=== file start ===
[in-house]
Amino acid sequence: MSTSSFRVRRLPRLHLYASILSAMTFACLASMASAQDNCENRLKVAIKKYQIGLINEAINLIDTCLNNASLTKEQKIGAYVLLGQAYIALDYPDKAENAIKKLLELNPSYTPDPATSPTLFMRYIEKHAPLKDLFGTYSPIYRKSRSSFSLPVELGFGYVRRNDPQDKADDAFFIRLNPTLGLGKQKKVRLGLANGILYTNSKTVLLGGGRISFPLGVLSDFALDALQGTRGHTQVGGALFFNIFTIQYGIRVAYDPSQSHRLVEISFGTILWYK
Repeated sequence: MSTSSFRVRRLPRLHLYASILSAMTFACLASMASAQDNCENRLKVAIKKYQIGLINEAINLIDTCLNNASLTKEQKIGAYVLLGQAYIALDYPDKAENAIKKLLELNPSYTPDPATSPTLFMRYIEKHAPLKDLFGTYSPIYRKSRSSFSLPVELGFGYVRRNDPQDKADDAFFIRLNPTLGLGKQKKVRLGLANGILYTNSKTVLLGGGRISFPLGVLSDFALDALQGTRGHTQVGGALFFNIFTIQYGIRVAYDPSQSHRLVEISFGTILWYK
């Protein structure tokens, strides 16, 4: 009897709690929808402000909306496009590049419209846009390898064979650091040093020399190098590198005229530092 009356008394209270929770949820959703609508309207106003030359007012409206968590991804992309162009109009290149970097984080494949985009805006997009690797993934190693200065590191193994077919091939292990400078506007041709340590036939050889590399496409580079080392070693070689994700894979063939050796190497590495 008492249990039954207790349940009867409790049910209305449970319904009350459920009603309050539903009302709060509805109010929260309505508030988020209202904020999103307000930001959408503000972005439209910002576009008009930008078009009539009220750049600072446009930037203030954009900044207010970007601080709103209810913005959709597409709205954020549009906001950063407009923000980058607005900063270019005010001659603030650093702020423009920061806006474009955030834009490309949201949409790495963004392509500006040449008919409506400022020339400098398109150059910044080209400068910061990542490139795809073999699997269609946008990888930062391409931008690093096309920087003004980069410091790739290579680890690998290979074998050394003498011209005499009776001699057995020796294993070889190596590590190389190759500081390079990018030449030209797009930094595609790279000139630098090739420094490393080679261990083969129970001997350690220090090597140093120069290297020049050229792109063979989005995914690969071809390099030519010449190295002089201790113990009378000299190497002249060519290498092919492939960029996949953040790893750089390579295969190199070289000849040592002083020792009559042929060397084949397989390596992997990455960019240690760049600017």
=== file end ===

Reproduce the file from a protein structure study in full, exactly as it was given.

[in-house]
Amino acid sequence: MSTSSFRVRRLPRLHLYASILSAMTFACLASMASAQDNCENRLKVAIKKYQIGLINEAINLIDTCLNNASLTKEQKIGAYVLLGQAYIALDYPDKAENAIKKLLELNPSYTPDPATSPTLFMRYIEKHAPLKDLFGTYSPIYRKSRSSFSLPVELGFGYVRRNDPQDKADDAFFIRLNPTLGLGKQKKVRLGLANGILYTNSKTVLLGGGRISFPLGVLSDFALDALQGTRGHTQVGGALFFNIFTIQYGIRVAYDPSQSHRLVEISFGTILWYK
Repeated sequence: MSTSSFRVRRLPRLHLYASILSAMTFACLASMASAQDNCENRLKVAIKKYQIGLINEAINLIDTCLNNASLTKEQKIGAYVLLGQAYIALDYPDKAENAIKKLLELNPSYTPDPATSPTLFMRYIEKHAPLKDLFGTYSPIYRKSRSSFSLPVELGFGYVRRNDPQDKADDAFFIRLNPTLGLGKQKKVRLGLANGILYTNSKTVLLGGGRISFPLGVLSDFALDALQGTRGHTQVGGALFFNIFTIQYGIRVAYDPSQSHRLVEISFGTILWYK
């Protein structure tokens, strides 16, 4: 009897709690929808402000909306496009590049419209846009390898064979650091040093020399190098590198005229530092 009356008394209270929770949820959703609508309207106003030359007012409206968590991804992309162009109009290149970097984080494949985009805006997009690797993934190693200065590191193994077919091939292990400078506007041709340590036939050889590399496409580079080392070693070689994700894979063939050796190497590495 008492249990039954207790349940009867409790049910209305449970319904009350459920009603309050539903009302709060509805109010929260309505508030988020209202904020999103307000930001959408503000972005439209910002576009008009930008078009009539009220750049600072446009930037203030954009900044207010970007601080709103209810913005959709597409709205954020549009906001950063407009923000980058607005900063270019005010001659603030650093702020423009920061806006474009955030834009490309949201949409790495963004392509500006040449008919409506400022020339400098398109150059910044080209400068910061990542490139795809073999699997269609946008990888930062391409931008690093096309920087003004980069410091790739290579680890690998290979074998050394003498011209005499009776001699057995020796294993070889190596590590190389190759500081390079990018030449030209797009930094595609790279000139630098090739420094490393080679261990083969129970001997350690220090090597140093120069290297020049050229792109063979989005995914690969071809390099030519010449190295002089201790113990009378000299190497002249060519290498092919492939960029996949953040790893750089390579295969190199070289000849040592002083020792009559042929060397084949397989390596992997990455960019240690760049600017």